All Stormwater is Local, a new report by the Waterkeeper Alliance, pulls together the regulatory history of EPA’s urban stormwater program with a survey of the best of today’s MS4 permits. The report also includes a discussion of the threshold legal requirements crafted by EPA to give advocates for clean water a guided tour about “how to read and understand your stormwater permit.” The goal of this report is to provide comprehensive, useable advice for anyone engaging in the municipal stormwater permitting process. Click here for free download.
Great Outdoors America, a new report by the Outdoor Resources Review Group. The report reviews how people engage with and value the nation's landscapes and outdoor recreation assets, and calls for a comprehensive overhaul of programs and policies to safeguard these resources for future generations. One key proposal is the development of an independent conservation trust, with dedicated and sustained funding reaching $5 billion annually. Click here to download the report or read its accompanying press release, and here to access the background research papers that were drawn upon to prepare this report.
While city parks are “priceless” to many of us, all too often mayors and city councils seem to make hard budget decisions as though they think parks are “worthless”. To address this problem, Measuring the Economic Value of a City Park System, recently published by the Trust for Public Land, is the result of a five year effort to develop a protocol for measuring the actual dollars-and-cents value of urban park systems, including tourism, property, environmental, direct use, health and community cohesion factors. Click here to read the full report, complete with methodology, and learn some surprising results from the first five cities studied: Boston, Washington, D.C., San Diego, Sacramento and Philadelphia.
The new TPL report Conservation: An Investment That Pays is intended to help agency personnel and community conservationists make the case for conservation as a long-term economic investment. Too often, we still hear the argument that creating parks and conserving land is too expensive, especially in hard economic times. We hope that the research and many examples cited in the report will help you to promote conservation for its many benefits, including the boost parks and open space can give to a community's bottom line. Click here to download. [Click here to access a Conservation Campaign Toolkit.]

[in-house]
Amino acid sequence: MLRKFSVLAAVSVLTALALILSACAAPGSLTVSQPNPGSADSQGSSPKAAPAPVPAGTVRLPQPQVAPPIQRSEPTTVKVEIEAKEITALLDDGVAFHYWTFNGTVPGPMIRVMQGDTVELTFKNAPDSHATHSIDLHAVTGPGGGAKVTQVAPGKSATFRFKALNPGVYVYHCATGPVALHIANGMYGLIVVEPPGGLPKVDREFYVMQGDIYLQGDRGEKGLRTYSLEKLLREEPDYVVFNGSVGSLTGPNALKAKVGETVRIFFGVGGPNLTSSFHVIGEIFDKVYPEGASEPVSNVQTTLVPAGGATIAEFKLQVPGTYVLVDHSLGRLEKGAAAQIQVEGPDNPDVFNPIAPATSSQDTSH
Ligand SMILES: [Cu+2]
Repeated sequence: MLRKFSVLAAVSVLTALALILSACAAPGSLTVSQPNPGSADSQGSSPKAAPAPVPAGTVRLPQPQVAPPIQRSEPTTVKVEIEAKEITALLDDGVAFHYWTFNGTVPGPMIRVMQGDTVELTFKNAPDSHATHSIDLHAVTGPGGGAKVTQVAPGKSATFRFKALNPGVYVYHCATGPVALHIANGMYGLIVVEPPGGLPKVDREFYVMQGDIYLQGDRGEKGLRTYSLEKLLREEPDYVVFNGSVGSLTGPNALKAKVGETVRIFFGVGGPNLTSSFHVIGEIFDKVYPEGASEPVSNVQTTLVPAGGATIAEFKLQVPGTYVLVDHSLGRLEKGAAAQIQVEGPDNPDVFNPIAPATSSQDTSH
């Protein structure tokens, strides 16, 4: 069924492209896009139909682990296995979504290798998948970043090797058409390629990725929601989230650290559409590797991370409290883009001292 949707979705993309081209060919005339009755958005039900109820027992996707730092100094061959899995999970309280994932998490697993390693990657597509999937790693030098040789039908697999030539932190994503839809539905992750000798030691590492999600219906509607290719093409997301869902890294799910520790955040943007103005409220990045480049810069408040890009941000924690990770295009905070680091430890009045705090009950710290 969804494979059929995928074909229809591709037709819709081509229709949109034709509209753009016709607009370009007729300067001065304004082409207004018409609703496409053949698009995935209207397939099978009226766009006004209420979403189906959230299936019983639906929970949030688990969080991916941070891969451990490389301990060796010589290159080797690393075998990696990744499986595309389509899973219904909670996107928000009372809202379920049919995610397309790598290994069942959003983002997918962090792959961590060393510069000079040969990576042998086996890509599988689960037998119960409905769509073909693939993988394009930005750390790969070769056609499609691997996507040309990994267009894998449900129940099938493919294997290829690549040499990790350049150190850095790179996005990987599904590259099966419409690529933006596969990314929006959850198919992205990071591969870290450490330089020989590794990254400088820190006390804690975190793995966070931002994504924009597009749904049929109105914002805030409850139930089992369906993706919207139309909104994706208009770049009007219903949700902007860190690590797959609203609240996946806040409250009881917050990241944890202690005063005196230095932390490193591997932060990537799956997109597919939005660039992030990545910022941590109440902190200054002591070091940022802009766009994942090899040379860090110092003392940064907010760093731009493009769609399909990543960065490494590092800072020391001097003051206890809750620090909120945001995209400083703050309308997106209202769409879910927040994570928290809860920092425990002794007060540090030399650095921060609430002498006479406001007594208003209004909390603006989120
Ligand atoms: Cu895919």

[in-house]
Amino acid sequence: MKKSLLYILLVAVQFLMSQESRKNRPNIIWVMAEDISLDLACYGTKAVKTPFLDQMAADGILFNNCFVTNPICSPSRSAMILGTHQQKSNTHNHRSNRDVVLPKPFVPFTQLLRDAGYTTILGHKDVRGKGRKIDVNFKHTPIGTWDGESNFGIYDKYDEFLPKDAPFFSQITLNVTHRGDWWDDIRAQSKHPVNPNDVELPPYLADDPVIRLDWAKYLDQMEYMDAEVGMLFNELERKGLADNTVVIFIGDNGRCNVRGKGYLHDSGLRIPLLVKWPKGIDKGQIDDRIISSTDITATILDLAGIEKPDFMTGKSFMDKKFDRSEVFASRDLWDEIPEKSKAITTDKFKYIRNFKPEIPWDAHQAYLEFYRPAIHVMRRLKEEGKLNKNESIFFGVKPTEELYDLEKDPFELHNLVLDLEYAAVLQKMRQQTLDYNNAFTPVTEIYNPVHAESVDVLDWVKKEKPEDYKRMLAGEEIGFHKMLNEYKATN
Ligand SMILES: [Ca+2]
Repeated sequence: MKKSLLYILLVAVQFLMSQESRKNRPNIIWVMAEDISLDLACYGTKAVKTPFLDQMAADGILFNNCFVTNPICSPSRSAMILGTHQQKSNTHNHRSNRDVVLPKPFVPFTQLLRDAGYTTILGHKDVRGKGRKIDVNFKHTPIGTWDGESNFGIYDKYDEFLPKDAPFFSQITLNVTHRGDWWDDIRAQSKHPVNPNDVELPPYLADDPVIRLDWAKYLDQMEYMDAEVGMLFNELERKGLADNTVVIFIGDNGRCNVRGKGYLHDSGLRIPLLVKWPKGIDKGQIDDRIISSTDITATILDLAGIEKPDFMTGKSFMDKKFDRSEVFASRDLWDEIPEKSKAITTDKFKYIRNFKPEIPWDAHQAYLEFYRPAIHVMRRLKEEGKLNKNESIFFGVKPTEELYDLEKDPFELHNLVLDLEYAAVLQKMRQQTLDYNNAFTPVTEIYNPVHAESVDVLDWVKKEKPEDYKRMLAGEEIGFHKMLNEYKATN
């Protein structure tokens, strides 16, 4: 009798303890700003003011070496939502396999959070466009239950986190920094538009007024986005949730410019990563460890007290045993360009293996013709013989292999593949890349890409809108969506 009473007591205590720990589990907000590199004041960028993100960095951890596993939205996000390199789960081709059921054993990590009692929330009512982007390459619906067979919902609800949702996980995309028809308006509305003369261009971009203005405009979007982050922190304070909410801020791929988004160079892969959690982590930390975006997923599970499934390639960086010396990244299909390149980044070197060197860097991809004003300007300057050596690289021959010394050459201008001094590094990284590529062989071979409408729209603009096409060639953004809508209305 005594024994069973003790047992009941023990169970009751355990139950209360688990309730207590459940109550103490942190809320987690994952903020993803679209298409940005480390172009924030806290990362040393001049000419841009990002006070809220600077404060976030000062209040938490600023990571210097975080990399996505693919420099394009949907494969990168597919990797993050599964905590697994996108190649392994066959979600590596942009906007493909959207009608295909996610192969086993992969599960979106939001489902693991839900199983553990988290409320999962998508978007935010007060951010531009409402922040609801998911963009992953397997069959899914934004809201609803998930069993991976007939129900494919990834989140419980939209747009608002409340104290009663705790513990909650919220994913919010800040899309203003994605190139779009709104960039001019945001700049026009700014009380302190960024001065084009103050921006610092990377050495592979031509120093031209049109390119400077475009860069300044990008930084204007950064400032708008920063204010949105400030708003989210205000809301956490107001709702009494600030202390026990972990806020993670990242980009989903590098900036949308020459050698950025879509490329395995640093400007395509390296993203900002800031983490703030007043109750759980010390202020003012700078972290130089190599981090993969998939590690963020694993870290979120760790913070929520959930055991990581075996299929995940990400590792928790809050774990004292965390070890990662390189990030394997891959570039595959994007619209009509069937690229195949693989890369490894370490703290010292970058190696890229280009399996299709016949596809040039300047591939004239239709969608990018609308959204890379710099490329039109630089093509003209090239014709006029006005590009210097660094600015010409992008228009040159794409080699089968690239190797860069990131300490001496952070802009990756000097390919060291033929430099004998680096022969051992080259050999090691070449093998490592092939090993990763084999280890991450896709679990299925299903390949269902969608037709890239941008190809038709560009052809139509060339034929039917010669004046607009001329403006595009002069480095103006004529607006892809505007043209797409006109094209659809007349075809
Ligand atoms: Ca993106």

Preserving Community Character: A Citizen's Guide to Saving Place and Halting Urban Sprawl, authored by Fall River, MA-based planner and community activist Alfred Lima, describes how average citizens can take the lead in preserving the character of their communities. It not only describes what to do but how to do it to achieve success. Preserving Community Character (182 pp., $14.95) is available on-line by clicking here.
“Ecotherapy”, or applied ecopsychology, encompasses a broad range of nature-based methods of psychological healing, grounded in the crucial fact that people are inseparable from the rest of nature and nurtured by healthy interaction with the Earth. In Ecotherapy: Healing with Nature in Mind, a recently-published anthology edited by Linda Buzzell, leaders in the field, including Theodore Roszak, Robert Greenway, and Mary Watkins, contribute essays that take into account the latest scientific understandings and the deepest indigenous wisdom. Other key thinkers, from Bill McKibben to Richard Louv to Joanna Macy, explore the links between ecotherapy, spiritual development, and restoring community. Ecotherapy (312 pp., $16.95) is available from its publisher, Sierra Club Books, by clicking here. [Click here for related info, including Buzzell’s interview on a recent edition of the Boston-based Living on Earth radio program.]
Freshwater Fishes of Massachusetts, a full-color brochure, has been recently published by and is available from the Mass. Division of Fisheries and Wildlife (MassWildlife) . The brochure includes pictures of most of the freshwater fish species found in Massachusetts and is packed with information that will be valuable for any conservationist with an interest in ponds, streams or rivers. Beginning and experienced anglers will appreciate the tips on identification of game and bait fish, fishing ethics and instruction on how to fillet a fish. Other conservationists will find useful information on rare, riverine and migratory fish species as well as notes on statewide fish and aquatic habitat restoration efforts. Freshwater Fishes of Massachusetts may be picked up at MassWildlife District offices, Westborough and Boston offices and MassWildlife hatcheries. To obtain a copy by mail, send a self-addressed, business-sized, 61-cent stamped envelope to: Fish Brochure, MassWildlife Field Headquarters, 1 Rabbit Hill Rd, Westborough , MA 01581 .